Four campus groups to receive $15,000 from Campus Y Social Innovation Inccubator program
Members of four campus groups are looking forward to receiving $15,000, free building space and faculty advising for their own social innovation.
The Campus Y announced the four winners of its first Social Innovation Incubator program at the TEDxUNC conference Saturday.
Originally, the plan was to pick three groups to occupy the third floor of the Campus Y building, but the selection committee could not decide on which group to turn down, said Richard Harrill, director of Campus Y.
The Campus Y is in the process of raising $15,000 for each group to use, and $10,000 for renovations to the space, Harrill said.
The Campus Y then submitted a proposal to the Office of the Executive Vice Chancellor and Provost to use the space after the previous organization moved for the Social Innovation Incubator.
One group, HOPE Gardens, has already started moving into the incubator space, he said.
HOPE Gardens focuses on developing relationships between the University and the community, including high school volunteers, gardeners, the homeless and low-income families.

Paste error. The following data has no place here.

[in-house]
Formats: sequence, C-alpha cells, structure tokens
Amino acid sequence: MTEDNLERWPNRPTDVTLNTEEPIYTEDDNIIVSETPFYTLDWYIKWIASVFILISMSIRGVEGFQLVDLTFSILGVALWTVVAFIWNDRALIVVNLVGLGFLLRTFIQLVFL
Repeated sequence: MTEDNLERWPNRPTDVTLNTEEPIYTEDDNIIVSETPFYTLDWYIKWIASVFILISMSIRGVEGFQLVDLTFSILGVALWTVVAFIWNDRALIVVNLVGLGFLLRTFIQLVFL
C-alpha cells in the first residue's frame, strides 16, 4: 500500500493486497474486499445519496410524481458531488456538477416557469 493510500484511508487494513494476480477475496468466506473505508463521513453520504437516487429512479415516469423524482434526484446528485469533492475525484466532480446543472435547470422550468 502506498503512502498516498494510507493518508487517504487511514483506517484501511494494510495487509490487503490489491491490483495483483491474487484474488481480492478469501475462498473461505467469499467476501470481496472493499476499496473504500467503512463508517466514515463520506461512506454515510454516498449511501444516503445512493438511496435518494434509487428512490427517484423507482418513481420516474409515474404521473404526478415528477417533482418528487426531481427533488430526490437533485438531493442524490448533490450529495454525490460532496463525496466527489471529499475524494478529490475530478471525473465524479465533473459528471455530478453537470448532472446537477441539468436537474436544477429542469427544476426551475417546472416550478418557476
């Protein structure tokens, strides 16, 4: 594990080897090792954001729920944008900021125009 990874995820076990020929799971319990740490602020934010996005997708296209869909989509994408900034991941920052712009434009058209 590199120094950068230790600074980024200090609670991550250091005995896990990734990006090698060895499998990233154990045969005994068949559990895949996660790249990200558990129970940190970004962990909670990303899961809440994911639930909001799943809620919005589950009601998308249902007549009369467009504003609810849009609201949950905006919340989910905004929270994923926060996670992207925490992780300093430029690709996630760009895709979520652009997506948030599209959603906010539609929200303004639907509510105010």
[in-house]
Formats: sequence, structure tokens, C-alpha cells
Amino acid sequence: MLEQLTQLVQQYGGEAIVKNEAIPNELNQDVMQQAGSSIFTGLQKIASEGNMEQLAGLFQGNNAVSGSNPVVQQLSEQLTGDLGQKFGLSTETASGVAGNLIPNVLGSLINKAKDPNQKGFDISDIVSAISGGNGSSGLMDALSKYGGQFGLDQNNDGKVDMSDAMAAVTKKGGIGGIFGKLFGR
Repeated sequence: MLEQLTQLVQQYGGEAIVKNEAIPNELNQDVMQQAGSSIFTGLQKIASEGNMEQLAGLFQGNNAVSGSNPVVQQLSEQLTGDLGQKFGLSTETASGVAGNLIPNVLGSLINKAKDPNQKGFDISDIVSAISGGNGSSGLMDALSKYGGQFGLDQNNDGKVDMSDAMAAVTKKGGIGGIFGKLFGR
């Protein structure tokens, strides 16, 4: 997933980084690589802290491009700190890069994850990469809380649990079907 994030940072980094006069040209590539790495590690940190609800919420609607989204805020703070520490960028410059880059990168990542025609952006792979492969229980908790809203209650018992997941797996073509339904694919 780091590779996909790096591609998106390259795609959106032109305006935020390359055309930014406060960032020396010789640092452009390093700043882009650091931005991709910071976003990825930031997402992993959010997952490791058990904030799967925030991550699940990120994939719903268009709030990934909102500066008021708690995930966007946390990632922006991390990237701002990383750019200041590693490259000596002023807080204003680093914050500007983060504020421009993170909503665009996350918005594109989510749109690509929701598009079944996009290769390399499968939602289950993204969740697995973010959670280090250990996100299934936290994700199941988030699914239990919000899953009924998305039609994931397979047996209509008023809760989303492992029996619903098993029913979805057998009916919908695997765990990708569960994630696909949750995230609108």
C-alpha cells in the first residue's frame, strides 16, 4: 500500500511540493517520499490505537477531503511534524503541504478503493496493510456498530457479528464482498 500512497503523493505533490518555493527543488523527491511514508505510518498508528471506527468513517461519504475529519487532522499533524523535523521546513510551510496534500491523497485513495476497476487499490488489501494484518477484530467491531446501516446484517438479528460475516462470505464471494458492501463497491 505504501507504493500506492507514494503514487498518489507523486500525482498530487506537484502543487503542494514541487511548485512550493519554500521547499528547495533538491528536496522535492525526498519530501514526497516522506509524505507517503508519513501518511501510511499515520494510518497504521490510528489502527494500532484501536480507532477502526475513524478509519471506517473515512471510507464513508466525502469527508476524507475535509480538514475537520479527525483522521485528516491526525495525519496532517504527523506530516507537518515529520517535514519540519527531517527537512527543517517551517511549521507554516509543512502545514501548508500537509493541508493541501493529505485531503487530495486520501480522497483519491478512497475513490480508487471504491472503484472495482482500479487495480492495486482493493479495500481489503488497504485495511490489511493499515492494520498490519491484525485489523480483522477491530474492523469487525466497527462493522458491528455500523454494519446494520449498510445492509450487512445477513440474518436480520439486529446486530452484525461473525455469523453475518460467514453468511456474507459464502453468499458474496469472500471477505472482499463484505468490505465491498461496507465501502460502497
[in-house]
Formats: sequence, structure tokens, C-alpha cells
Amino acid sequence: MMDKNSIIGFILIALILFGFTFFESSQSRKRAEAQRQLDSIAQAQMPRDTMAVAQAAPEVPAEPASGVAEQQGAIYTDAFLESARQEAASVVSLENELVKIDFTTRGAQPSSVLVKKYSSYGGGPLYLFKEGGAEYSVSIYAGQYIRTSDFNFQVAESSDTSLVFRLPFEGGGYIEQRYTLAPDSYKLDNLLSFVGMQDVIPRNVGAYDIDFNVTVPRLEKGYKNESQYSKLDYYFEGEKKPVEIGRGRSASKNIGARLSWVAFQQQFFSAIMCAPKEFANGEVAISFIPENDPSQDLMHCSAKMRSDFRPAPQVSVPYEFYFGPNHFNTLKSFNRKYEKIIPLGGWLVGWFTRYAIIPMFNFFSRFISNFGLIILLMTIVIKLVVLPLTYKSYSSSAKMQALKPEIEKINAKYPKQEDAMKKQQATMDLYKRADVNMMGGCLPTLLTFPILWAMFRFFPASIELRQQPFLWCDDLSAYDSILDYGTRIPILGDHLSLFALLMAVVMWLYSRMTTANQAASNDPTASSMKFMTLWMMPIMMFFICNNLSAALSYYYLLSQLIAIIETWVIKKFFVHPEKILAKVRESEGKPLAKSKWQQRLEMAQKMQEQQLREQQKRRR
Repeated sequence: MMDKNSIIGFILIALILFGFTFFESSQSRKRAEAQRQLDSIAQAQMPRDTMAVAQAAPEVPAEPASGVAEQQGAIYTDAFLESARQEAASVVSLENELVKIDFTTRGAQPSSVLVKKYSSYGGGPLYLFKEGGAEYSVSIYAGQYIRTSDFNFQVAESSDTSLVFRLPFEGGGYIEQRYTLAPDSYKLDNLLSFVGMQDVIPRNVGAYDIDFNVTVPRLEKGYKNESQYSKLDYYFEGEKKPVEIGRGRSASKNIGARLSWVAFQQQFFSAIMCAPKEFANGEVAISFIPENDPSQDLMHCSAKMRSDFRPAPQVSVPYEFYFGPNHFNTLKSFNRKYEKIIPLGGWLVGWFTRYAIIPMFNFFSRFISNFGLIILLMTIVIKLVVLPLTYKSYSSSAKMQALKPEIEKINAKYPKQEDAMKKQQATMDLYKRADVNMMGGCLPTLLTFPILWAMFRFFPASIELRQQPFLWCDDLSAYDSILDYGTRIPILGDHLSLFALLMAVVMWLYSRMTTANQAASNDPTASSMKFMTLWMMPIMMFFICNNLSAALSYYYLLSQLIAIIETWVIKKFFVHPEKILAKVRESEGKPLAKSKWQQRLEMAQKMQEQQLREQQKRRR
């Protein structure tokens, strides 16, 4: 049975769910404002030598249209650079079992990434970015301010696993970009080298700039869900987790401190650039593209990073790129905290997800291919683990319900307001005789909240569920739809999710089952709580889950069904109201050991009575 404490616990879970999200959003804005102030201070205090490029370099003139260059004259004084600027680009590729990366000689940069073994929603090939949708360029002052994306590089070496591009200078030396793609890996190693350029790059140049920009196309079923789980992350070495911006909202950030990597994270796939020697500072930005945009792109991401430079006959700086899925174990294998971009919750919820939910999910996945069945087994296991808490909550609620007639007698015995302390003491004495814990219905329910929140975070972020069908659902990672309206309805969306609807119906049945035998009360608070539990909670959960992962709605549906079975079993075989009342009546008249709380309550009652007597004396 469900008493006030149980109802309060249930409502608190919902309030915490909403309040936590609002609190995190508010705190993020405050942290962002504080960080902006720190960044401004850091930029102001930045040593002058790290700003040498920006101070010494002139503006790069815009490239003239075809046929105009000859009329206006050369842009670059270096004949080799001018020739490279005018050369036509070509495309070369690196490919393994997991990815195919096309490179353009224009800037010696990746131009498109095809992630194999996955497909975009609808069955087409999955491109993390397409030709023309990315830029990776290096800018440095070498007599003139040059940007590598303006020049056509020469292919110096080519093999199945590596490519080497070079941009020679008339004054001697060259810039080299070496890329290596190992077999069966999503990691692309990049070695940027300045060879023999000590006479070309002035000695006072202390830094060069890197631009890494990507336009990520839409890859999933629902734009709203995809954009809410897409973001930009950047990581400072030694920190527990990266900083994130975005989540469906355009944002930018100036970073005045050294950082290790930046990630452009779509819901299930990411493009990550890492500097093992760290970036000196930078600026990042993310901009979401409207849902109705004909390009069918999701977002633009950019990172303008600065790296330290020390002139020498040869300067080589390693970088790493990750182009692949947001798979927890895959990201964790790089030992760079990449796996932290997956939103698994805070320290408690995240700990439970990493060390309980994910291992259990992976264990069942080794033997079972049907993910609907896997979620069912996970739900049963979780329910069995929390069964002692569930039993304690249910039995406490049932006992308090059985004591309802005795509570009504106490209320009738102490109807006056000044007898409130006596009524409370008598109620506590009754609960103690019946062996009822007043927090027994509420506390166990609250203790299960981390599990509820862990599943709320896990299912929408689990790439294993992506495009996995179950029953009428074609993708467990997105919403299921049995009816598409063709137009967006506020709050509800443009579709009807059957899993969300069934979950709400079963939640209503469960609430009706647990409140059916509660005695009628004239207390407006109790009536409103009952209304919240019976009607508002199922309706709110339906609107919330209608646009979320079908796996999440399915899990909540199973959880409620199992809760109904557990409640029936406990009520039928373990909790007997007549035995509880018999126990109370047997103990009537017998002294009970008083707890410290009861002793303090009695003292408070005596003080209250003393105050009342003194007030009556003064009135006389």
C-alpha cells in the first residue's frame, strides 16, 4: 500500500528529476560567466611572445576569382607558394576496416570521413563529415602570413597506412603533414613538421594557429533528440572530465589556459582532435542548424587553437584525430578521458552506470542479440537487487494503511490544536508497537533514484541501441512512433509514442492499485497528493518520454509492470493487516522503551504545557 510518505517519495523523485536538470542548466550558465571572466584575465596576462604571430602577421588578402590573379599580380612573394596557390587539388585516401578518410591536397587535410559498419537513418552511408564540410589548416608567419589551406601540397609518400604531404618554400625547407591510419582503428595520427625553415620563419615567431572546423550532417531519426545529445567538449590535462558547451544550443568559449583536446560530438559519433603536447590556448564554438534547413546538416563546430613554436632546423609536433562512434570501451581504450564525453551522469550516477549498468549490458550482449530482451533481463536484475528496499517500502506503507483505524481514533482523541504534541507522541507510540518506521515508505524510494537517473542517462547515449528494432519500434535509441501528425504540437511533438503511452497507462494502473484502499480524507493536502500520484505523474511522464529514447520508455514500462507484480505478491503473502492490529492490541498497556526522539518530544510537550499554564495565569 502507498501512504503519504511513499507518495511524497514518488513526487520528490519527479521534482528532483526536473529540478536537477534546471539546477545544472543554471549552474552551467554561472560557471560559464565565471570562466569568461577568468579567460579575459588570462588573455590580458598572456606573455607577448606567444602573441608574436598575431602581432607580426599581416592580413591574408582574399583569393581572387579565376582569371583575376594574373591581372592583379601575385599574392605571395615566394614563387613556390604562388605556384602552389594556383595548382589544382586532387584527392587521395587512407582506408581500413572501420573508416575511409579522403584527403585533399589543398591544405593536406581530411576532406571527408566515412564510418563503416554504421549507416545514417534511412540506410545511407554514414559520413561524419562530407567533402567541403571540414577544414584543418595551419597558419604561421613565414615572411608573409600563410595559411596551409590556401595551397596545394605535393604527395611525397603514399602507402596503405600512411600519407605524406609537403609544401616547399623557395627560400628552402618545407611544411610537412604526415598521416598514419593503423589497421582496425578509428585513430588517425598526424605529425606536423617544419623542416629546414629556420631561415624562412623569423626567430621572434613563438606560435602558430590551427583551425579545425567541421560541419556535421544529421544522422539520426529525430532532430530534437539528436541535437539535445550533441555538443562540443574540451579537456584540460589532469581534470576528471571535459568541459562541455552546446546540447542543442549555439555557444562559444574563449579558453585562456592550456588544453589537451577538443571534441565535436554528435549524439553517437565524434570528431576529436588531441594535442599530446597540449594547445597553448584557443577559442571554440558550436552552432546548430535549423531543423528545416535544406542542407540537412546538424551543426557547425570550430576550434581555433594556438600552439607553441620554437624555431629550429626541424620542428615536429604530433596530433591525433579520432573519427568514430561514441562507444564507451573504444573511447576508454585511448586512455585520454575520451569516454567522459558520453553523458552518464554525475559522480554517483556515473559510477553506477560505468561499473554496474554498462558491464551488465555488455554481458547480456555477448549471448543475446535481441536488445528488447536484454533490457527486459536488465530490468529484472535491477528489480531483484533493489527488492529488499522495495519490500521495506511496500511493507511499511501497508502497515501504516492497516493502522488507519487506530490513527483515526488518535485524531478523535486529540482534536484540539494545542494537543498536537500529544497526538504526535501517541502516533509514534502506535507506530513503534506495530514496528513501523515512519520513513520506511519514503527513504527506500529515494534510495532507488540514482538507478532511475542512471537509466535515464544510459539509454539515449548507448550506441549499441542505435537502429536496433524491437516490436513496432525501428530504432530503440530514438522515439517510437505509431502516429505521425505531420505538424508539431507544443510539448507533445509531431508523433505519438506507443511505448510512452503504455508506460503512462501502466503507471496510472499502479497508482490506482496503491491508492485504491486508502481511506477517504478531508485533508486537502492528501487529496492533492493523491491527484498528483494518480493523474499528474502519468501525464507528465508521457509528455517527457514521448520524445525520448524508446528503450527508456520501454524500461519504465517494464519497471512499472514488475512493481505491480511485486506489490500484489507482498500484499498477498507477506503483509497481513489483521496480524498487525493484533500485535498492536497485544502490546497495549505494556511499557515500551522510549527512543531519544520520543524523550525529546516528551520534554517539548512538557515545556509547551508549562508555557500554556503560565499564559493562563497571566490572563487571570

Co-chairwoman Meg VanDeusen said the group will use the space as headquarters, and members hope to use the resources to develop a sustainable program that will deliver food to low-income families in the area.
Another winner, Carolina Music Outreach, connects volunteers and students from low-income families for free music lessons to students.
The program enlists 40 music students, but has twice the number of applications, and students have to bring their own instruments, co-president Katie Weinel said.
Weinel said the group will use the money to create a Music Empowerment Program, which will lend instruments to its participants.
“Being a part of Campus Y gives credibility and will let more people know about it,” co-president Maggie Peng said.
Both groups are planning to use the new advising resources to receive non-profit organization status, members said.
Members of winning group KM Water Solutions plan to use the money to distribute inexpensive microbial water quality testing devices to countries like Bangladesh and Tanzania.
The devices were developed by two UNC professors, said Alice Wang, a doctoral student who is helping to develop KM Water Solutions.
She said the group does not have a business model but wants to use these opportunities to meet the demand they already have for their equipment.
“We have gotten a lot of interest from different international organizations, academia and NGOs, and we need to get our product out there to people who need it,” Wang said.
The fourth winner, SEA Brand, is an apparel company that identifies clothing colors with causes and donates 25 percent of its profits to charity.
David Baron, co-founder of the group, said he created SEA to study ethical production business.
“We want to make the connection to the cause much less obvious and obnoxious,” he said. “Style comes first.”
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